Before you start designing your own tools and techniques for distributed collaboration, some background theory is helpful. The theory is here presented as a collection of design patterns to build processes for distributed collaboration. They sum up the examples of tools and techniques presented earlier, and only that context makes these patterns useful – otherwise they stay in the abstract.

1. Use open standards and open source software

Commercial proprietary solutions that are not based on open standards create vendor lock-in of various kinds, which translate to more friction in distributed collaboration. This is different when using open standards based products, as then there are always multiple tools to choose from, usually including free options and ideally open source options. It is also different for open source software in general, even when it uses its own proprietary file format or communication protocol. This does not create friction, as any collaboration partner can just download and install the tool.

Examples:

  • Graphics file format interchange. [TODO. In short: PSD and InDesign files are useless for those who don’t have the (expensive) tool to open and modify them. In the case of InDesign, exports to an open source standard format (SVG) are also nearly useless because they contain so many artifacts, object groupings and corner cases that editing these as SVG files with Inkscape is really inefficient and often even crashes the software. Creating everything in SVG from the get-go solves it.]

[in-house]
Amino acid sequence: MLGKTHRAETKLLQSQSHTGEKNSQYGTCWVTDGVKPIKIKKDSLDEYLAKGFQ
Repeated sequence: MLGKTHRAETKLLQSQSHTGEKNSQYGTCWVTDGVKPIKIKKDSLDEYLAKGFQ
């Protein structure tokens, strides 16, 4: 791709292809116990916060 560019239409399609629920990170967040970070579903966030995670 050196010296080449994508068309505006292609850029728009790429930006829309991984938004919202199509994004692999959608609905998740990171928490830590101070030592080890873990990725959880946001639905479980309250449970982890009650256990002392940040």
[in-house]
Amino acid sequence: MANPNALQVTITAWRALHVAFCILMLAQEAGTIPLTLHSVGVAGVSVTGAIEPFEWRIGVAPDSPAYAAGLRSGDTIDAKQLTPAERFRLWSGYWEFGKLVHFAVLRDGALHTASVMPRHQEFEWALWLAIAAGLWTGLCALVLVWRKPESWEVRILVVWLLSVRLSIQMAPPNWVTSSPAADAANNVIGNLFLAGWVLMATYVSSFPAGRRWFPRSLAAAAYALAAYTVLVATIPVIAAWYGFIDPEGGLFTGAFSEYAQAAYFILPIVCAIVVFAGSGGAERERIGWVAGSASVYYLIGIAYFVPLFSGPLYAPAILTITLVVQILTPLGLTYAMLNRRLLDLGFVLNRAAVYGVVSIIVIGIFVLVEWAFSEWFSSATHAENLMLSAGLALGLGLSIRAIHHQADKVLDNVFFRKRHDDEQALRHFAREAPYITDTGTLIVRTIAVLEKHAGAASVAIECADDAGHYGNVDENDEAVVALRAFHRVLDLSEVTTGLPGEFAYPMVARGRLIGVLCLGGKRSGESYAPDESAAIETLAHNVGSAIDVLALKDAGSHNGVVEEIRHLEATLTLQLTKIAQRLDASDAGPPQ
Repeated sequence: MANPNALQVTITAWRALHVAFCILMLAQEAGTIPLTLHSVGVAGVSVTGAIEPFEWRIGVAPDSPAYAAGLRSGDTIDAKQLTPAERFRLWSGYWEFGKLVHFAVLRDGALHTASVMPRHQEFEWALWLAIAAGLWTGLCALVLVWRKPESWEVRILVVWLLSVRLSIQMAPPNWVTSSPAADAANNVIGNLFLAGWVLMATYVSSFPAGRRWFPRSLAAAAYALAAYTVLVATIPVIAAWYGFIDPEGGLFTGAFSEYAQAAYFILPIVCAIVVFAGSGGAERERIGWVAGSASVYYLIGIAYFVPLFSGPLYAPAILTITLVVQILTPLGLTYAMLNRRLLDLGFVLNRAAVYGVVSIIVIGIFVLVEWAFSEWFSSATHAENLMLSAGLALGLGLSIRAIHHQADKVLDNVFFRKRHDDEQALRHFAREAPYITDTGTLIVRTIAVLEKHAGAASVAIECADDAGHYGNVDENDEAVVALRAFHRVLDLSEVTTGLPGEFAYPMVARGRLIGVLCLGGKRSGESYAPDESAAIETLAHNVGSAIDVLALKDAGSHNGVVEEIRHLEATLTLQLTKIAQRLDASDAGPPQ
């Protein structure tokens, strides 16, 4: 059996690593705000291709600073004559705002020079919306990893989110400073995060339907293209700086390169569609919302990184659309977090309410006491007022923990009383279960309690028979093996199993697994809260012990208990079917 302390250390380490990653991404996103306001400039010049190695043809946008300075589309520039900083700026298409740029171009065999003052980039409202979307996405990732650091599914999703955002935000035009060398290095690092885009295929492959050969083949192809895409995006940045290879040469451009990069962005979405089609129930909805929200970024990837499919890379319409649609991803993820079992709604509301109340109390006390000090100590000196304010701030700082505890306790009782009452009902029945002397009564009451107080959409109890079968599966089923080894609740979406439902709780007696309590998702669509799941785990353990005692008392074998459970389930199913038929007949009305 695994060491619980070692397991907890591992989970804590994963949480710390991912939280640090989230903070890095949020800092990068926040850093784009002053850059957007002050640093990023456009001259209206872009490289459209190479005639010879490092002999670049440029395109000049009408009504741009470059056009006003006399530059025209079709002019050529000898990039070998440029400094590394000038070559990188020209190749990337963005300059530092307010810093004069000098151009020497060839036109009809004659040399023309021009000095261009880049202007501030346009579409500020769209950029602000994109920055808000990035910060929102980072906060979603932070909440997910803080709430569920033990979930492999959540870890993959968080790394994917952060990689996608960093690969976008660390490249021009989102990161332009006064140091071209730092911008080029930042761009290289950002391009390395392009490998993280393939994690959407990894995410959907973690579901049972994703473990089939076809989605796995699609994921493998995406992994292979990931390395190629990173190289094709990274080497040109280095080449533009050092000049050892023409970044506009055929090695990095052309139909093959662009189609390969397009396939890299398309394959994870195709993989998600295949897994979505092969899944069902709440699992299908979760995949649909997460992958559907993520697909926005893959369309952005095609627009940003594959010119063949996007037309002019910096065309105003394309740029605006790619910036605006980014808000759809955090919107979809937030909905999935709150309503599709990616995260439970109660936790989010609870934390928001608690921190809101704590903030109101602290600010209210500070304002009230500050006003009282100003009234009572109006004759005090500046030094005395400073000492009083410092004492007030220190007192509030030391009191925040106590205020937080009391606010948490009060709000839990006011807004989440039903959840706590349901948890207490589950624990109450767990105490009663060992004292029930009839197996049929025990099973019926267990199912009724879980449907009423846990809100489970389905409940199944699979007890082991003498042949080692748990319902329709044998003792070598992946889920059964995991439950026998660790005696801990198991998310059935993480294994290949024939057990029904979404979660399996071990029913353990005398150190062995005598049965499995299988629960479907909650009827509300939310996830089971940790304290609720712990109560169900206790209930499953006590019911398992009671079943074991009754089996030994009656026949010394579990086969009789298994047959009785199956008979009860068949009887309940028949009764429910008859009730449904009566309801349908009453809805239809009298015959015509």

3. Support Open Source

[TODO: The open source software movement is an exercise in distributed collaboration that, among other things, produces freely available, standards based products for better distributed collaboration. That’s the best type of products to use for distributed collaboration, but you also have to support the movement in order to make this a long-term sustainable solution. You can support open source in many ways: […].]

4. Avoid monopolies. Especially GAFAM.

[TODO: When you can’t avoid a commercial product, at least don’t get it from GAFAM. Sometimes there is no efficient enough open source alternative, and then it makes sense to use a commercial product until there is one. Example: Zoom.]

5. Use conventions